Artist hails 'awkward' sculpture
The twisting red tower standing at 114.5 metres next to the Olympic Stadium is "awkward" and "beautiful," its designer said as it was unveiled on Friday.
Turner Prize-winning artist Anish Kapoor, who created the ArcelorMittal Orbit with structural designer Cecil Balmond, also said the £15 entrance price for adults and £7 for children during the Games should come down after 2012.
He wants a "more democratic" price, saying those figures are "a hell of a lot of money".
Andrew Altman, chief executive of the London Legacy Development Corporation, which is in charge of securing the future of the Olympic Park, said a lower post-Games pricing system is being figured out.
Mr Kapoor said that he thinks it is beautiful but added: "I think it is awkward. It has its elbows sticking out. In a way it refuses any singular capture. It refuses to be an emblem. It is unsettling and I think that is part of this thing of beauty."
Visitors will be able to look down to the showpiece stadium from the latest landmark on London's skyline.
The twisting tangle of steel, which looks as if it is going to fall over, is not only the tallest sculpture in the UK but also 22 metres (72ft) taller than the Statue of Liberty.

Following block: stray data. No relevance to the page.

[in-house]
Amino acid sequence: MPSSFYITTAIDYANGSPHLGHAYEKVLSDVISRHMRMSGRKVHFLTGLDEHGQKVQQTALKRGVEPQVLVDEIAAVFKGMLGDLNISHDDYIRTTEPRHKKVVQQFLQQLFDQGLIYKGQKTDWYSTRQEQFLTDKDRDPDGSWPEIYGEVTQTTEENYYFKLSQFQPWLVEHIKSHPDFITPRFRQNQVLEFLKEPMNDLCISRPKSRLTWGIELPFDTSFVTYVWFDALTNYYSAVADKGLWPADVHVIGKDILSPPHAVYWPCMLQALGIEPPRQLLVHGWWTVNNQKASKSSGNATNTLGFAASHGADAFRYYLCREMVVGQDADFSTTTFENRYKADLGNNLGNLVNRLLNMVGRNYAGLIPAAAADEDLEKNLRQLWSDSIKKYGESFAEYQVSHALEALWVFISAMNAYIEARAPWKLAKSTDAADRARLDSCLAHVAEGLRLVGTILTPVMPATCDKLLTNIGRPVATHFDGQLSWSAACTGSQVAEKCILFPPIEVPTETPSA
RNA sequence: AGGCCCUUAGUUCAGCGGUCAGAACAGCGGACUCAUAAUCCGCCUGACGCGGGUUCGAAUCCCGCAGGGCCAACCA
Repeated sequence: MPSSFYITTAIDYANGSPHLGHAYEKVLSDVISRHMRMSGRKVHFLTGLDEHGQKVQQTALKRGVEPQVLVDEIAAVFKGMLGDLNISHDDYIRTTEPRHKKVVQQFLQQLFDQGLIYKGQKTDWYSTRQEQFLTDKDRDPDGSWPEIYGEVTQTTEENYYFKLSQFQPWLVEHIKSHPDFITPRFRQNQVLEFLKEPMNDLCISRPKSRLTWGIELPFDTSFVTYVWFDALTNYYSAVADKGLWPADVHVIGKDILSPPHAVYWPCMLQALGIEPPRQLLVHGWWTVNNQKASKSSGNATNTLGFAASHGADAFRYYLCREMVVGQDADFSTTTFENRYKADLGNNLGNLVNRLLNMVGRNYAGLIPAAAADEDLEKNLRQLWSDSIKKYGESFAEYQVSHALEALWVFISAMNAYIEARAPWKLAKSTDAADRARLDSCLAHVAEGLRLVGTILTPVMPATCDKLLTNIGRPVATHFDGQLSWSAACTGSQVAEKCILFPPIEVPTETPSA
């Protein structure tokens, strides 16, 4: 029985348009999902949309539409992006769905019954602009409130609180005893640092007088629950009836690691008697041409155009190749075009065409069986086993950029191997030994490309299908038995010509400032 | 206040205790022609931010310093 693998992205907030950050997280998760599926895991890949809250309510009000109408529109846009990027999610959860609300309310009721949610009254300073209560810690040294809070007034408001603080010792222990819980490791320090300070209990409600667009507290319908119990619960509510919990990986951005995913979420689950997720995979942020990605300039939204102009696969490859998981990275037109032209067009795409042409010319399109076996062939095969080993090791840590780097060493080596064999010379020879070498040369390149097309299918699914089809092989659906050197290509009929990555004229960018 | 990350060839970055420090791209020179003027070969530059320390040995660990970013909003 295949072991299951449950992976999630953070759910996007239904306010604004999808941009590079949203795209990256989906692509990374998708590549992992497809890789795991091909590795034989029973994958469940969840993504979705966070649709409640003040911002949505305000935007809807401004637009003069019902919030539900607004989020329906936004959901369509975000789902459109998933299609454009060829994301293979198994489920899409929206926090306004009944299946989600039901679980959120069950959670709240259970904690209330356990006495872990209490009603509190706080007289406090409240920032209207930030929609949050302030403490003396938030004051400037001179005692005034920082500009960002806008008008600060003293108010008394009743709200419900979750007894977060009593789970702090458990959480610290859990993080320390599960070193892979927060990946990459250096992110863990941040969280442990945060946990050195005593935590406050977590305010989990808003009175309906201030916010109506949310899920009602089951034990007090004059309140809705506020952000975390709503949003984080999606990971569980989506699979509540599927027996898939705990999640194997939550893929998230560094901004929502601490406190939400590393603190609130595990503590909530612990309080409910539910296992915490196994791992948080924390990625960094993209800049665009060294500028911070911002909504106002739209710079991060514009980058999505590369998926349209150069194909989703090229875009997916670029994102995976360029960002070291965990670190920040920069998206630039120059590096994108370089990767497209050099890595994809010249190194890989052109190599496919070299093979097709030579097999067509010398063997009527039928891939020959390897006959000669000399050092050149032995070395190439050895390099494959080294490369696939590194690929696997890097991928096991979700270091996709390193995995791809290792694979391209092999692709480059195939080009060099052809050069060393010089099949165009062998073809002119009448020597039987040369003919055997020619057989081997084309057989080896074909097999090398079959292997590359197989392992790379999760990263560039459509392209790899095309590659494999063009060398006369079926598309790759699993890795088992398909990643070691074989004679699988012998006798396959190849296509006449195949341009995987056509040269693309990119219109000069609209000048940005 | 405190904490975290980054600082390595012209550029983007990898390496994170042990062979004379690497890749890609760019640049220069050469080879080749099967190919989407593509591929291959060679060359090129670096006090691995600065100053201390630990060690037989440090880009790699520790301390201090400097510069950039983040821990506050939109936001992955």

The cutting-edge tower, dubbed "the Hubble Bubble" by London mayor Boris Johnson because of its resemblance to a shisha pipe, is intended to help make the Olympic Park in Stratford, east London, a must-see attraction long after the 2012 Games have ended. It has two observation floors, a 455-step spiral staircase, lift and restaurant.
The idea is to go up in the lift and walk down the staircase and take in the views and artistic tricks designed in by Mr Kapoor. He accepts that it may be controversial and not to everyone's liking.
He said: "I think controversy is OK - it is part of the deal really. We have tried to open territory for ourselves and hopefully in so doing a whole question about what this type of tower form can be. I am sure there are other possibilities but this is the one that we thought was right."